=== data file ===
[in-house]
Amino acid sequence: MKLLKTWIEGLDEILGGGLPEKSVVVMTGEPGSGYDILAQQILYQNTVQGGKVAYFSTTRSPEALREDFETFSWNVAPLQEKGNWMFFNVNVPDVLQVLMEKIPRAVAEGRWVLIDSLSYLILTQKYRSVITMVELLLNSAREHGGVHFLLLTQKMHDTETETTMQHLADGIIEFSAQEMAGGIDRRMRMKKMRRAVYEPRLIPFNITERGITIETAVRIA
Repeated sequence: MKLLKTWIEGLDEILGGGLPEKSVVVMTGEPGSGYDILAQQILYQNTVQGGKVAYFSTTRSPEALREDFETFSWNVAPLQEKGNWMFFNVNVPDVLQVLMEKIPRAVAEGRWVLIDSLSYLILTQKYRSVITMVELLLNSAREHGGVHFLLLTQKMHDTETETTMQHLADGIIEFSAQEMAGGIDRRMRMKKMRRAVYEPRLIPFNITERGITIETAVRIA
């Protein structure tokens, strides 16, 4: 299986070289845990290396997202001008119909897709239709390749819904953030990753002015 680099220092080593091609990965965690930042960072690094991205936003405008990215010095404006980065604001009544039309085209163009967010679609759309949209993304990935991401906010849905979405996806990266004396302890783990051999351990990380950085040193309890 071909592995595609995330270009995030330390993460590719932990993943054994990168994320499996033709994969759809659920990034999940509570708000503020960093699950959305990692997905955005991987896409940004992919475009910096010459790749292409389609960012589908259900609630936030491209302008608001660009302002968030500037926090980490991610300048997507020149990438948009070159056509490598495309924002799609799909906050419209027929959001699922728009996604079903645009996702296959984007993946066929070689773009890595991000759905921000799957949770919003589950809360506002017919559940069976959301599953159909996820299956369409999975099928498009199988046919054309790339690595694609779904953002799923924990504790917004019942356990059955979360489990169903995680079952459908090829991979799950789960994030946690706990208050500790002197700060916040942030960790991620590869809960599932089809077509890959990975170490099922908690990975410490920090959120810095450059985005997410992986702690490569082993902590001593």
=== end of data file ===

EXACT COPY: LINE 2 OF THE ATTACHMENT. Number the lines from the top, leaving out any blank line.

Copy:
Amino acid sequence: MKLLKTWIEGLDEILGGGLPEKSVVVMTGEPGSGYDILAQQILYQNTVQGGKVAYFSTTRSPEALREDFETFSWNVAPLQEKGNWMFFNVNVPDVLQVLMEKIPRAVAEGRWVLIDSLSYLILTQKYRSVITMVELLLNSAREHGGVHFLLLTQKMHDTETETTMQHLADGIIEFSAQEMAGGIDRRMRMKKMRRAVYEPRLIPFNITERGITIETAVRIA